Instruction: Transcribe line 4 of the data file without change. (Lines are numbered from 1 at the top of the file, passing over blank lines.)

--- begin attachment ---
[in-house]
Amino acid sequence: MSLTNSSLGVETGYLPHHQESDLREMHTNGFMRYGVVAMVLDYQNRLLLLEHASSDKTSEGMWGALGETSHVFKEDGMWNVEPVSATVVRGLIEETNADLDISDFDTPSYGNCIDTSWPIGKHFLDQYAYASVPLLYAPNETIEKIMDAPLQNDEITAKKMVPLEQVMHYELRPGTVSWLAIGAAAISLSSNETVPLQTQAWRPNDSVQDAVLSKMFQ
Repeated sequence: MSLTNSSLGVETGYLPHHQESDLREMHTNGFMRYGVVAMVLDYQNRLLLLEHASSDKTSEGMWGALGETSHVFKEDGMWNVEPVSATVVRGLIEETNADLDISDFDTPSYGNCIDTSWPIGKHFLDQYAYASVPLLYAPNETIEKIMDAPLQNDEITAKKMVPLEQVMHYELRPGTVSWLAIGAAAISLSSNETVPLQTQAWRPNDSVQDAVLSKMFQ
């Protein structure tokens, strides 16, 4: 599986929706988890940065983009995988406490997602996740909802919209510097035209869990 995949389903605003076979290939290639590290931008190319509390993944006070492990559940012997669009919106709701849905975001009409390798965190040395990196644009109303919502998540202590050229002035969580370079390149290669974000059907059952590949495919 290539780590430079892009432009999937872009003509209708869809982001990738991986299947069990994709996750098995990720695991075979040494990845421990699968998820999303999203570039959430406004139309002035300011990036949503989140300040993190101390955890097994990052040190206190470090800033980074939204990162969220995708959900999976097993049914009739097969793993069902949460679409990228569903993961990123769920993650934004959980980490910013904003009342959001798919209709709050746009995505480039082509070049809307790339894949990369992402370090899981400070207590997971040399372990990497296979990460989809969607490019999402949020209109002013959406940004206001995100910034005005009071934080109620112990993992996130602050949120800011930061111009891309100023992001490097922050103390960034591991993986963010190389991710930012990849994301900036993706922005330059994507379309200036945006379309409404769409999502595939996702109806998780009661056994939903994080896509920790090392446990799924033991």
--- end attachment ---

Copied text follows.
């Protein structure tokens, strides 16, 4: 599986929706988890940065983009995988406490997602996740909802919209510097035209869990 995949389903605003076979290939290639590290931008190319509390993944006070492990559940012997669009919106709701849905975001009409390798965190040395990196644009109303919502998540202590050229002035969580370079390149290669974000059907059952590949495919 290539780590430079892009432009999937872009003509209708869809982001990738991986299947069990994709996750098995990720695991075979040494990845421990699968998820999303999203570039959430406004139309002035300011990036949503989140300040993190101390955890097994990052040190206190470090800033980074939204990162969220995708959900999976097993049914009739097969793993069902949460679409990228569903993961990123769920993650934004959980980490910013904003009342959001798919209709709050746009995505480039082509070049809307790339894949990369992402370090899981400070207590997971040399372990990497296979990460989809969607490019999402949020209109002013959406940004206001995100910034005005009071934080109620112990993992996130602050949120800011930061111009891309100023992001490097922050103390960034591991993986963010190389991710930012990849994301900036993706922005330059994507379309200036945006379309409404769409999502595939996702109806998780009661056994939903994080896509920790090392446990799924033991």